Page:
It means that he is projected to end the year ranked No. 49, while Japan's Yusaku Miyazato - who started the week ranked No. 58 and finished alone in fourth - is projected to finish No. 50. Aphibarnrat finished T-15 in his Masters debut in 2016, while Miyazato will make his first appearance in the spring.
The results in Indonesia mean that American Peter Uihlein and South Africa's Dylan Frittelli are projected to barely miss the year-end, top-50 cutoff. Their options for Masters qualification will include winning a full-point PGA Tour event in early 2018 or cracking the top 50 by the final March 25 cutoff.
Cabreras take 1-shot lead in Father/Son
ORLANDO, Fla. - Two-time major champion Angel Cabrera and Angel Cabrera Jr. birdied their last three holes for a 13-under 59 to take a one-shot lead Saturday in the PNC Father-Son Challenge.
Cabrera, a Masters and U.S. Open champion, is making his debut in this popular 36-hole scramble. His son said he practiced hard for 10 days. What helped put him at ease was watching his father make so many putts.
''We combined very well,'' Cabrera said. ''When I hit a bad shot, he hit a good one. That's the key.''
They had a one-shot lead over Mark O'Meara and Shaun O'Meara, who are playing for the first time. That included a birdie on the last hole, which O'Meara attributed to the strength of his son.
''My little man hit it 58 yards by me on the 18th,'' said O'Meara, the Masters and British Open champion in 1998. ''It's a little easier coming in with a 6-iron.''
Defending champions David Duval and Nick Karavites rallied over the back nine at the Ritz-Carlton Golf Club for a 61. They are trying to become the first father-son team to repeat as winners since Bernhard and Stefan Langer in 2006. Larry Nelson won two years in a row in 2007 and 2008, but with different sons.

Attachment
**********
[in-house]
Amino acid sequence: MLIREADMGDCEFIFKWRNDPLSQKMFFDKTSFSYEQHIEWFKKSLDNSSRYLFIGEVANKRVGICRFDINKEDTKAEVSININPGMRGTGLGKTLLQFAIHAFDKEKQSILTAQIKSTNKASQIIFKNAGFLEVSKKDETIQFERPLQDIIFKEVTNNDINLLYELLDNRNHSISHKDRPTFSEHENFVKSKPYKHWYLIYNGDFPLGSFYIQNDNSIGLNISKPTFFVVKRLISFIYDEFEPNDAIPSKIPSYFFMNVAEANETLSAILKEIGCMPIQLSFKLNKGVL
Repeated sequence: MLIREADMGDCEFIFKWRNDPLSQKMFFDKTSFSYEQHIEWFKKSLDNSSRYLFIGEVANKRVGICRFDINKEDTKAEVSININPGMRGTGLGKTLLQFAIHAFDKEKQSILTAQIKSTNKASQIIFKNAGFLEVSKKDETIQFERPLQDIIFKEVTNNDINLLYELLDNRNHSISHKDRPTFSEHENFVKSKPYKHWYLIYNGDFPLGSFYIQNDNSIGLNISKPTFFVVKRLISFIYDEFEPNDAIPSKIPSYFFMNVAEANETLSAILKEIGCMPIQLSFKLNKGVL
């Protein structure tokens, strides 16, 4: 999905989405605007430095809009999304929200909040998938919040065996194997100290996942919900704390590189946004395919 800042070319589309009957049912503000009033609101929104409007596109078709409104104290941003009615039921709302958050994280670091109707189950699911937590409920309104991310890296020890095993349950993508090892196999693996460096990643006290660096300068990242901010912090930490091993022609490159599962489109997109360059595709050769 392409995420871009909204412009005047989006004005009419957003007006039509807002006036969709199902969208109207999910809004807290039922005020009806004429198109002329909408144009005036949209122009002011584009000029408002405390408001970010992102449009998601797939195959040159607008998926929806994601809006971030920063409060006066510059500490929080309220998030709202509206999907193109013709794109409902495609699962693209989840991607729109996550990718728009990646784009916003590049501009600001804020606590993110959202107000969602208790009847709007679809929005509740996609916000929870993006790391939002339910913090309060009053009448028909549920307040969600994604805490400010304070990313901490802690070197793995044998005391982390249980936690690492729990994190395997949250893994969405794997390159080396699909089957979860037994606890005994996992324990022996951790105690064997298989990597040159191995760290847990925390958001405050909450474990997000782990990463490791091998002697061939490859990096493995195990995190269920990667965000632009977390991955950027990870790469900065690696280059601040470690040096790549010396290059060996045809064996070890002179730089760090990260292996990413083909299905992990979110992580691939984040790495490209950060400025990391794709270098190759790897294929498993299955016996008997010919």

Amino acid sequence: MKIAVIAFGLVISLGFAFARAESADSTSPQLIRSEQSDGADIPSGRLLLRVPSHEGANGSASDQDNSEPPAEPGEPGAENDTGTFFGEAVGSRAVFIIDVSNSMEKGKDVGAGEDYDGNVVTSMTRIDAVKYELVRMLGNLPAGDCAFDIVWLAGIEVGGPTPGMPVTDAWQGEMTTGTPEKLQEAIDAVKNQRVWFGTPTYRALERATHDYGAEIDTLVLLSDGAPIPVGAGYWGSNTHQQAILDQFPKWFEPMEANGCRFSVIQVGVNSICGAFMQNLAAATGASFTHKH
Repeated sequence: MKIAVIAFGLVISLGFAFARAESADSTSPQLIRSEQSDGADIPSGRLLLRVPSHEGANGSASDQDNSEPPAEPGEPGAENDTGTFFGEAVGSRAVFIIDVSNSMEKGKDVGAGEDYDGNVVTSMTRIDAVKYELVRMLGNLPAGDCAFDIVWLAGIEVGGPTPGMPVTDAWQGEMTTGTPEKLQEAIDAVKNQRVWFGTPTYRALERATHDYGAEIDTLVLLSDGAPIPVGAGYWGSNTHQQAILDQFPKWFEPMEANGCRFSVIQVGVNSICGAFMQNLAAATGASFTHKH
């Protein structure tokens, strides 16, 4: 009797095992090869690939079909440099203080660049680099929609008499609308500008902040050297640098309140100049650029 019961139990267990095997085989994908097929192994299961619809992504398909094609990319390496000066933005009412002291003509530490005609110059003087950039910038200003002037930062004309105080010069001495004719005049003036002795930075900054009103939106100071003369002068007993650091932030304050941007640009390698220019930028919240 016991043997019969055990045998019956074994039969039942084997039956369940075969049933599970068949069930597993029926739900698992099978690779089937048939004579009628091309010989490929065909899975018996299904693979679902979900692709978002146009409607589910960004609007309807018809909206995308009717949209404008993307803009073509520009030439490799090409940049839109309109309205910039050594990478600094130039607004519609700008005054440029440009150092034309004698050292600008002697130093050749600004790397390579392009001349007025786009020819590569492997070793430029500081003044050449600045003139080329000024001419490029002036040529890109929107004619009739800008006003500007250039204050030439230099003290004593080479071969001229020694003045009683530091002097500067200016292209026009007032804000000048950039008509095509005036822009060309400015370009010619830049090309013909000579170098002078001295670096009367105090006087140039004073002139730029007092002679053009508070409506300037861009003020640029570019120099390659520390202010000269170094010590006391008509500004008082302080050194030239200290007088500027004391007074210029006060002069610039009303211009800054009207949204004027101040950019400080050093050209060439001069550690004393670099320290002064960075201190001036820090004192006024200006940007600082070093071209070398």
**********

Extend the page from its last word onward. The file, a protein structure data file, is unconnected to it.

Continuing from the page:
''I'd imagine we have to break 60 tomorrow to have a chance to win, but hey, stranger things have happened,'' Duval said. ''I've even done it myself.''
Duval shot 59 at the Bob Hope Classic to win in 1999 on his way to reaching No. 1 in the world that year.
Duval and his stepson were tied with Bernhard Langer and 17-year-old Jason Langer, who made two eagles on the last five holes. This Langer tandem won in 2014.
Jack Nicklaus, playing with grandson G.T., opened with a 68.
Woods' 2018 schedule coming into focus ... or is it?
Two weeks after his successful return to competition at the Hero World Challenge, Tiger Woods’ 2018 schedule may be coming into focus.
Golfweek reported on Saturday that Woods hopes to play the Genesis Open in February according to an unidentified source with “direct knowledge of the situation.”
Woods’ agent Mark Steinberg declined to confirm the 14-time major champion would play the event and told GolfChannel.com that Woods – who underwent fusion surgery to his lower back in April – is still formulating his ’18 schedule.
Woods’ foundation is the host organization for the Genesis Open and the event supports the Tiger Woods Learning Center in Anaheim, Calif.
The Genesis Open would be Woods’ first start on the PGA Tour since he missed the cut last January at the Farmers Insurance Open.
Rose weathering delayed Indonesian Masters
JAKARTA, Indonesia - Justin Rose held a three-stroke lead after eight holes of the third round Saturday when play was suspended for the day due to bad weather at the Indonesian Masters.
Rose was 3-under on the day and led his playing partners Kiradech Aphibarnrat and Scott Vincent. The Englishman led both players by a stroke after the second round was completed Saturday morning due to weather delays on Friday.
Brandt Snedeker withdrew with apparent heat exhaustion on Friday on the 11th hole of the second round. Ranked 51st in the world, he flew to Jakarta looking to move inside the top 50 by the end of the year and ensure a spot in next year's Masters.